With pay cuts and job losses plaguing the state, representatives Rebekah Warren (D-Ann Arbor) and Alma Wheeler Smith (D-Salem) have proposed an initiative that would reshape the way education in Michigan is funded.

The MI Future plan — which could take the form of a ballot initiative or a series of bills — would help cover the tuition costs and mandatory fees for students who choose to attend a state college or university. It would also fund a universal preschool program.

The plan would benefit families living in Michigan whose incomes are less than $107,000, and the initiative’s funding would come from a 1.15 percent increase in the state income tax.

In an exclusive interview yesterday, University President Mary Sue Coleman said she hasn’t yet reviewed the proposal, but that she’s excited lawmakers are discussing ways to make higher education more accessible.

“If the discussion is around the importance of education, in particular higher education in addition to K-12, then I’m thrilled people are having the discussion,” she said.

Coleman said the bill raises a larger discussion about making college a reality for more students in the state.

“The more important thing to me is that people are seriously thinking about ways to enhance participation in higher education for people in Michigan,” she said. “Whether this is the right thing or not, I don’t know, but I love that we’re talking about it.”

At a press conference introducing the plan, Smith said the state must take “bold action” to address the burden imposed on families by the cost of higher education.

“It has become a reality that many parents can no longer afford a college education for their children,” she said. “This plan will grant higher education access to anyone who has not already completed a bachelor’s degree, who graduated from a Michigan high school and who earns $107,000 or less.”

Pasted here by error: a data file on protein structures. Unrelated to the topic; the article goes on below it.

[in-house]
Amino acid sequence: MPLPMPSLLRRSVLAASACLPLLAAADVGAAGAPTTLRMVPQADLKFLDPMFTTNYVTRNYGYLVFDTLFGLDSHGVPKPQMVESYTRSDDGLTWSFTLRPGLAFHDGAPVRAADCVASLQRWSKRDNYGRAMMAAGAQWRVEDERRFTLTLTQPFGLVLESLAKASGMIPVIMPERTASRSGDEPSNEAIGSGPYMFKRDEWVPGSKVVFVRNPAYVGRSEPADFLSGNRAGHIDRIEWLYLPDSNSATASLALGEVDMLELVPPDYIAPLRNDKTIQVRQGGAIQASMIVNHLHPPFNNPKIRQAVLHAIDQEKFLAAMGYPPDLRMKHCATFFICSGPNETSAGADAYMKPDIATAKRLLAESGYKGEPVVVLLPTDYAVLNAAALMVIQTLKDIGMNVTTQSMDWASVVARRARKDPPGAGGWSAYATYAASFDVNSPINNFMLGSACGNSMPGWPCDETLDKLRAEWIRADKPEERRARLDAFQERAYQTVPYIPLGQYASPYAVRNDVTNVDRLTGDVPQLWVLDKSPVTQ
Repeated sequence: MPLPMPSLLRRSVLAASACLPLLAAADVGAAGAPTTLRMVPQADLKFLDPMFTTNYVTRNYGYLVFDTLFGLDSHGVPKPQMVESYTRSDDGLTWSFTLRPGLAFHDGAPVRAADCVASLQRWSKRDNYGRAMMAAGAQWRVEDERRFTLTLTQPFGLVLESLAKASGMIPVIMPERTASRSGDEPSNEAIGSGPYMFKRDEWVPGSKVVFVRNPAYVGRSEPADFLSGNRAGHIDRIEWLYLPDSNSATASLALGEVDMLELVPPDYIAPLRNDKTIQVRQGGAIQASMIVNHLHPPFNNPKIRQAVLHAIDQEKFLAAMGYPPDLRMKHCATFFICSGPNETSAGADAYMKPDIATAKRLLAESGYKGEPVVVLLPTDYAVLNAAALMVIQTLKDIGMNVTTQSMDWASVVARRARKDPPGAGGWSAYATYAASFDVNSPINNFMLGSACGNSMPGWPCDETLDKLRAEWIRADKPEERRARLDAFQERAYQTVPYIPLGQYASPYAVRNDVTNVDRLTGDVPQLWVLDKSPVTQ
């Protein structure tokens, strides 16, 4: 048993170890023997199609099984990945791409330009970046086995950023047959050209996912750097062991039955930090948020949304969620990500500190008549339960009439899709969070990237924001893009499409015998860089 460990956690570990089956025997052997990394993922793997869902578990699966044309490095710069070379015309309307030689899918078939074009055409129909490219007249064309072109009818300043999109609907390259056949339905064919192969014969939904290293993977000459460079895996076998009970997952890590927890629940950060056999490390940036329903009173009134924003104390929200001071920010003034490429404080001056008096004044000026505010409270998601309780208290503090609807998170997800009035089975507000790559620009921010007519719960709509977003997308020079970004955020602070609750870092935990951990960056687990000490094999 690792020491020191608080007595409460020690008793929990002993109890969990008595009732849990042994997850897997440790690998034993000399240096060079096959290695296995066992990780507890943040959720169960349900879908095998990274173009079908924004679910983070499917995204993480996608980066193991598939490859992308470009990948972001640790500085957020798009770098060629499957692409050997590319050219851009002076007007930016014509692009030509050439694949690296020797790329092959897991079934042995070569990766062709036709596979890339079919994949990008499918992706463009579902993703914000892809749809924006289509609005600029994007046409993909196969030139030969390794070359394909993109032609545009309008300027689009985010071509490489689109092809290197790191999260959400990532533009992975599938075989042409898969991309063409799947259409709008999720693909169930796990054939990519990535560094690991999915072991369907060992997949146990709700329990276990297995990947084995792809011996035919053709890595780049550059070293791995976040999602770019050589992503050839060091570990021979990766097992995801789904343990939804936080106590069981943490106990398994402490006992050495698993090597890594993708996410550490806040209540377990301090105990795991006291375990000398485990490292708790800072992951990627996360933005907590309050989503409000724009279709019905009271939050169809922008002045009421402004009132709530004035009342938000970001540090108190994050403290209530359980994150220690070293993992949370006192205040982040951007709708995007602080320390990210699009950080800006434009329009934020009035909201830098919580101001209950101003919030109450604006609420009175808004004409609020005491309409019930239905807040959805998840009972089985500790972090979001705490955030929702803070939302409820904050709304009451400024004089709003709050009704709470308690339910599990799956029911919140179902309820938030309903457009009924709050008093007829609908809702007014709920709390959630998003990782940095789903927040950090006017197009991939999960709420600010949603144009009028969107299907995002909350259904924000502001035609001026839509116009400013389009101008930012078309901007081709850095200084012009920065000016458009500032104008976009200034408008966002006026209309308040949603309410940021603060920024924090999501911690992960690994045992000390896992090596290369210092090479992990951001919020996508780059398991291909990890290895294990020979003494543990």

The average cost of four years of in-state undergraduate tuition at a state college in Michigan is $35,012, according to a press release distributed with the announcement.

If the MI Future plan were put into effect, the average Michigan resident making the median income of $47,000 would pay $524 per year in additional taxes. Residents would get these tax dollars back later in the form of a rebate that would fund their children’s college education at any public university in the state.

The plan was introduced as a potential voter initiative that would be included on the ballot in the next state elections, which take place in 2010. By linking tuition to the Detroit Consumer Price Index, the plan would also help keep tuition costs at public universities from continuing to rise by encouraging legislators to increase university funding, which has been consistently cut over the last several years.

The program would also fund universally available preschool for four-year-olds across the state. Warren said this measure is necessary because early childhood education is essential for preparing children for school and for ensuring that children with working parents are in a positive, educational environment.

“MI Future represents a reinvestment in our children and an opportunity for Michiganders to make sure our budget always reflects our values,” she wrote in the release. “With this kind of bold action, I have no doubt that we will emerge from these challenging times in a better position than ever before.”

— Daily Staff Reporter Kyle Swanson contributed to this report.

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